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Field & Specialties
Ph.D. Princeton University, 2013
M.A. Princeton University, 2009
B.A. Yale University, 2005
I am an historian of modern Europe, with a particular focus on central and eastern Europe in the twentieth century. My first book, Communism's Public Sphere: Culture as Politics in Cold War Poland and East Germany, explored the political role of cultural spaces in the Eastern Bloc. Under communist regimes that banned free speech, political discussions shifted to spaces of art: theaters, galleries, concert halls, and youth clubs. I show how these venues turned into sites of dialogue and contestation. While officials used them to spread the communist message, artists and audiences often flouted state policy and championed alternative visions. Cultural spaces therefore came to function as a public sphere, or a rare outlet for discussing public affairs.
Communism's Public Sphere received the Kulczycki Book Prize from the Association of Slavic, East European, and Eurasian Studies and was shortlisted for the Waterloo Centre for German Studies Book Prize.
My next project, tentatively titled "A History of Heritage," examines the origins of UNESCO and its concept of cultural heritage. In the summer of 2024, I'll be a fellow at the Käte Hamburger Centre for Advanced Study, inherit: Heritage in Transformation, at Humboldt University in Berlin.
Communism's Public Sphere: Culture as Politics in Cold War Poland and East Germany. Ithaca: Cornell University Press, 2022. Winner of the 2023 Kulczycki Book Prize from the Association of Slavic, East European, and Eurasian Studies. Shortlisted for the 2022 Waterloo Centre for German Studies Book Prize. I wrote a blog post for CUP, conducted a Q&A for WCGS, and recorded a New Book Networks podcast about the book.
The Long 1989: Decades of Global Revolution. Co-edited with Piotr Kosicki. Budapest: Central European University Press, 2019.
Articles and Book Chapters
“The Red Director: Karl Kayser and the Evolution of GDR Theater.” The German Studies Review 40:1 (February 2017), 103-121.
“Reconstruction as Revolution: Cultural Life in Post-WWII Kraków and Leipzig.” East European Politics and Societies 30:3 (August 2016), 475-495.
“Ties that Bind, Ties that Divide: Second World Cultural Exchange at the Grassroots.” In Patryk Babiracki and Austin Jersild (eds.), Exploring the Second World: Socialist Internationalism in the Cold War. London: Palgrave Macmillan, 2016.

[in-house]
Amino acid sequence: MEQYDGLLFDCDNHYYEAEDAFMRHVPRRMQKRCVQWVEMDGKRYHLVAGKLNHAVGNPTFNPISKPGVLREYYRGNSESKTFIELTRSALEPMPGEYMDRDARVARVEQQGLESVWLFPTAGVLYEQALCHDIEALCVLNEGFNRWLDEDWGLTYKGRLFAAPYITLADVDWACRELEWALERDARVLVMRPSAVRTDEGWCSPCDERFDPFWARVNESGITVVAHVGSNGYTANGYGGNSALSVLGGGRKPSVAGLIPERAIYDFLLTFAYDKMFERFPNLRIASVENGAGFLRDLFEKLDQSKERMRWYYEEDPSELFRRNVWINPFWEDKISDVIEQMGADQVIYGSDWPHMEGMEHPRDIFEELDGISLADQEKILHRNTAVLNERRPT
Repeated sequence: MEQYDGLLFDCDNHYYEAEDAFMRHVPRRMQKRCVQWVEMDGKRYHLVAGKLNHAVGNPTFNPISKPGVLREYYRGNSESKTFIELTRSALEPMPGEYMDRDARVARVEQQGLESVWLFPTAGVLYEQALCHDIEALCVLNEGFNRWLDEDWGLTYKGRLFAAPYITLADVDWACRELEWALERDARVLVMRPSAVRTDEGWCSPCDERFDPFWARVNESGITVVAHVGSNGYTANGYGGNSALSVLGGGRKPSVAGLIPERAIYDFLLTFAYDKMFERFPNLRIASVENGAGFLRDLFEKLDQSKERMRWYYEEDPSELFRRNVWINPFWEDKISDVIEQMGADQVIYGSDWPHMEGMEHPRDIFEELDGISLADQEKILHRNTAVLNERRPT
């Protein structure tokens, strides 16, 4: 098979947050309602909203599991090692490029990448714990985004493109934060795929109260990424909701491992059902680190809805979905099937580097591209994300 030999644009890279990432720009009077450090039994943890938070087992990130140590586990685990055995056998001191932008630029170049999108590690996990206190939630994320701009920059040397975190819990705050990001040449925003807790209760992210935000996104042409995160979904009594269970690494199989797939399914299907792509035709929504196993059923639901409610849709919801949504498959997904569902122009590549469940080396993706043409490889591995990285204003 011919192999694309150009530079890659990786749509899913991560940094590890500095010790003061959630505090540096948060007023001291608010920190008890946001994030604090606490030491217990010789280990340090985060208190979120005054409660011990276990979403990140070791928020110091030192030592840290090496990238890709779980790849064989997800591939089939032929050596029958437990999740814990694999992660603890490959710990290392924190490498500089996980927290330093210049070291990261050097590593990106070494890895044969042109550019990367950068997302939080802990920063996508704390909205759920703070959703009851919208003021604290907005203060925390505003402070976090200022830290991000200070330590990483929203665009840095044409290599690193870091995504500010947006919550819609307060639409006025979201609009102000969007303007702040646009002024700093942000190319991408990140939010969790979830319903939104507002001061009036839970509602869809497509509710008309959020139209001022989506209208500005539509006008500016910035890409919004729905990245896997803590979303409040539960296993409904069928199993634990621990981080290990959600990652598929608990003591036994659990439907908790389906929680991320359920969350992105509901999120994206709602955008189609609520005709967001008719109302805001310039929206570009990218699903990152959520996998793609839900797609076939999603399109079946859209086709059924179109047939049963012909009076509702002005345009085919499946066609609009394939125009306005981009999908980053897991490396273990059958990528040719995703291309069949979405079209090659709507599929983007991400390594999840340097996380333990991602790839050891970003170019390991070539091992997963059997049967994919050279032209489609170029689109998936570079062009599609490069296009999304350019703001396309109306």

“The Cultural Cold War on the Home Front: The Political Role of Theaters in Communist Kraków and Leipzig.” In Christopher Balme and Berenika Szymanski (eds.), Theatre, Globalization and the Cold War. London: Palgrave Macmillan, 2017.
“Cinema Cultures of Integration: Film Distribution and Exhibition in the GDR and Czechoslovakia from the Perspective of Two Local Cases, 1945-1960.” With Pavel Skopal. In Lars Karl and Pavel Skopal (eds.), Cinema in Service of the State: Perspectives on Film Culture in the GDR and Czechoslovakia, 1945-1960. New York: Berghahn Books, 2015.
“Postwar Cultures: Art and Communism in Kraków and Leipzig.” Pamięć i Śprawiedliwość [Poland] 25 (1/2015): 163-184.
I teach courses on modern Europe, nationalism, communism, fascism, and the Cold War. I also teach in the European Studies program.
HIEU 1502, "The Berlin Wall: Lies and Spies in a Cold War City"
HIEU 1502, "Life in Dictatorships: Surviving Authoritarianism in Twentieth-Century Europe"
HIEU 2004, "Nationalism in Europe: From the UK to Ukraine"
HIEU 3670, "The Fall of Communism: How the Soviet Empire Lost the Cold War"
HIEU 3501, "Ukraine/Russia: Entangled Histories"
HIEU 4502, "Cold War Europe: One Continent Between Two Superpowers"
HIST 2014, "Fascism: A Global History" (with Manuela Achilles)
HIST 9029, "Tutorial in the History and Theory of Nationalism"
HIEU 9037, "Tutorial in Central and Eastern European History"
EURS 5000, "Europe and the World: An Introduction to European Studies"
EURS 6720, "Nations and Nationalism"
Internet and Popular Press Publications
I co-edited a special issue of EuropeNow (issue 14, February 2018) with Manuela Achilles and Nicole Shea. The theme is "Nationalism, Nativism, and the Revolt Against Globalization." The issue also featured a Campus Spotlight on UVA and its response to the events of August 11-12.
Thanks to the generosity of the Mead Endowment, my students and I reconstructed an East German living room using hundreds of objects that we bought on eBay. You can read about our project here, or follow us on Facebook.